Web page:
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   Table of Contents      
OBITUARY
Year : 1988  |  Volume : 36  |  Issue : 1  |  Page : 53

Obituary


Chandigarh, India

Correspondence Address:
I S Jain
Chandigarh
India
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Source of Support: None, Conflict of Interest: None


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How to cite this article:
Jain I S. Obituary. Indian J Ophthalmol 1988;36:53

How to cite this URL:
Jain I S. Obituary. Indian J Ophthalmol [serial online] 1988 [cited 2019 Oct 22];36:53. Available from: http://www.ijo.in/text.asp?1988/36/1/53/26473

DR. TULSI DAS

Dr. Tulsi Das was born on October 1, 1901. He began his career in 1927 in Provincial Civil Medical Service, Punjab. He got his FRCS (Edinburgh) and DOMS (London) in 1939. He joined as Lecturer in Ophthalmo­logy in the Medical School, Amritsar. The Medical School was converted into a College in 1943 and he was appointed as its first Professor and Head of the Depart­ment of Ophthalmology & Otorhinolaryngology. After retirement he joined as Director of the Institute of Ophthalmology, Aligarh Muslim University. Later he joined as the Director of Medical Education and Research Chandigarh He was assigned the task of building the Post Graduate Institute of Medical and Research at Chandigarh.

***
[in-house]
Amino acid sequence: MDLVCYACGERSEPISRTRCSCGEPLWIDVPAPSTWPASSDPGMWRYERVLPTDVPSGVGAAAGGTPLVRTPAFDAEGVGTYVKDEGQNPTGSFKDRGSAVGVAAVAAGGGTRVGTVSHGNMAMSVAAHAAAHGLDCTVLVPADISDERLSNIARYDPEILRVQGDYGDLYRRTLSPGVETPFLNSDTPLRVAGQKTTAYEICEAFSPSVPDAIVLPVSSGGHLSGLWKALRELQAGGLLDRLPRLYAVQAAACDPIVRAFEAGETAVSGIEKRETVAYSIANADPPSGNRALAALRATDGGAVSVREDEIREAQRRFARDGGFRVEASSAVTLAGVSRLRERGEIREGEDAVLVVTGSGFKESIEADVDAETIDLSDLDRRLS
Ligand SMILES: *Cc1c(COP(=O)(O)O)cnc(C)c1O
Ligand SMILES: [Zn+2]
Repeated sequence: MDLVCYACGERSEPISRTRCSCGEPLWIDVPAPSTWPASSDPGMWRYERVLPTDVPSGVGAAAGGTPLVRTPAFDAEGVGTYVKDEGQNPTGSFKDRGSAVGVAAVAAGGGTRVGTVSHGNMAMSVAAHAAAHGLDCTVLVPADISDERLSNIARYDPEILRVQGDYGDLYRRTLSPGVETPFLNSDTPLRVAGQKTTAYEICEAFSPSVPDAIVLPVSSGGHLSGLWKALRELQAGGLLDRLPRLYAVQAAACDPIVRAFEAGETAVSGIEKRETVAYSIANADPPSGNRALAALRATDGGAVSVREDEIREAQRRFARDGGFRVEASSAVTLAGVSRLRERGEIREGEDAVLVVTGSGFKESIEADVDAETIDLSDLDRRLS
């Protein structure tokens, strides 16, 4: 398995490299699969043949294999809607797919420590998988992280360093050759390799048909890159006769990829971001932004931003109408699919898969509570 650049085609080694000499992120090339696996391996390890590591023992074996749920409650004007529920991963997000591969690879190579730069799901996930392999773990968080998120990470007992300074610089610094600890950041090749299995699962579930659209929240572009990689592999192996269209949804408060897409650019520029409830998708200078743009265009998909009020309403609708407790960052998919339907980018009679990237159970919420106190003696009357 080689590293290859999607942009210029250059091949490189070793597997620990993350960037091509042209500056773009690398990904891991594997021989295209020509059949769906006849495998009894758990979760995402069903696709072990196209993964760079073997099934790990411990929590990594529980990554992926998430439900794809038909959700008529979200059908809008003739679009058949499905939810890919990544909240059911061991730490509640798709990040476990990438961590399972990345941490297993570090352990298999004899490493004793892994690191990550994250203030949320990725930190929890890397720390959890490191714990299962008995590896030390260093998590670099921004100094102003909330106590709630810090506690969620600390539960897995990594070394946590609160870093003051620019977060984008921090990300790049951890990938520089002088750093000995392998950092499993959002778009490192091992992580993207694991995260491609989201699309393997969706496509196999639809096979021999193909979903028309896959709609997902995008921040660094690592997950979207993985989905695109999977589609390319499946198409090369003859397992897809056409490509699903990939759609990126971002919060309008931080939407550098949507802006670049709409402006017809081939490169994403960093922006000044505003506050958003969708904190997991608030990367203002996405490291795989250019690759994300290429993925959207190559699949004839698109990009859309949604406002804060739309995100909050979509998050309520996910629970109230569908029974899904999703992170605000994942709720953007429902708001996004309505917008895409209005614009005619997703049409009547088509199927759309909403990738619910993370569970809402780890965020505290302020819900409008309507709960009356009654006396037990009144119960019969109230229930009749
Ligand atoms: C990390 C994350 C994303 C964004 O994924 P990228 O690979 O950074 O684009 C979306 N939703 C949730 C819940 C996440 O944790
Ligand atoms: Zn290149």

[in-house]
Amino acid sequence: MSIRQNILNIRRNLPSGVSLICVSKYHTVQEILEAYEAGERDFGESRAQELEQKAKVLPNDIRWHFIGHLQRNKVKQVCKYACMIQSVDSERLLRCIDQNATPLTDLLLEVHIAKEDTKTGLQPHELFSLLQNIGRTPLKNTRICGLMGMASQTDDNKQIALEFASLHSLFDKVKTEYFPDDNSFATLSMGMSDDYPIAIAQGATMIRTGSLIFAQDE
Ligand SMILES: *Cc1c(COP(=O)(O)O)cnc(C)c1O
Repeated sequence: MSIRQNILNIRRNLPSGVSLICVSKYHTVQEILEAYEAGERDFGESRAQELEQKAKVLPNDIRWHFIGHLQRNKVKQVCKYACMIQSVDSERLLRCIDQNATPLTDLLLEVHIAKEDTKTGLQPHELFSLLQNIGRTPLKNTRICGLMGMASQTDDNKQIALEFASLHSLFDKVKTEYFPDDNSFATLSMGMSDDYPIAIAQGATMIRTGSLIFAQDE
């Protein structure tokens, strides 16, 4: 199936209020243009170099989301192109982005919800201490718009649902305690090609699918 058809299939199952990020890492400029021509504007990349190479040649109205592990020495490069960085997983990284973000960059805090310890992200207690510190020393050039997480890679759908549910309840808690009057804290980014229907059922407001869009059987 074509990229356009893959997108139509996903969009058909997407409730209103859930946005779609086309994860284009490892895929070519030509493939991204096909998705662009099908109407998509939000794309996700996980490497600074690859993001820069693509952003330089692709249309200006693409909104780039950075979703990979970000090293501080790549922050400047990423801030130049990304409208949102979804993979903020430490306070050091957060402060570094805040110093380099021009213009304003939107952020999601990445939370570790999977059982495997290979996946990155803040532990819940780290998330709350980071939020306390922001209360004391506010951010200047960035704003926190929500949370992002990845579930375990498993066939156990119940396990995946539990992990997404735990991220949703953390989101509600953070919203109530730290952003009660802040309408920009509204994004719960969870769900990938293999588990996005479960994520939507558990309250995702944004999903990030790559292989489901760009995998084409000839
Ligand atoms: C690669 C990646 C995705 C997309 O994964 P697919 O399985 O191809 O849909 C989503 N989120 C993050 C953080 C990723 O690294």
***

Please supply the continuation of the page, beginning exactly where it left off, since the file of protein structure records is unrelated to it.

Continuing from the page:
He was President of the All India Ophthalmological Society and Association of Otolaryngologists of India, a Founder Fellow of the Indian Academy of Medical Sciences, Vice President of The Medical Council of India and a member of the Governing Body of the Indian Council of Medical Research.

He was awarded the Padma Bhushan by the President of India in 1967 in recognition of his service to the Ophthalmology and Post Graduate Institute.

Dr. Tulsi Das was the Doyen of Indian Ophthalmology, a clinician of unusual calibre, perfect in bed side manners equally proficient in ocular and throat surgery, though he earned a name and fame more as an ophthalmic surgeon. He was a man, who brought glory to the profession and tremendously raised the prestige of Ophthalmology in the country.

In the loss of this great man not only the institute, the whole medical profession, especially the Ophthal­mologists of India and also the public at large become poorer.


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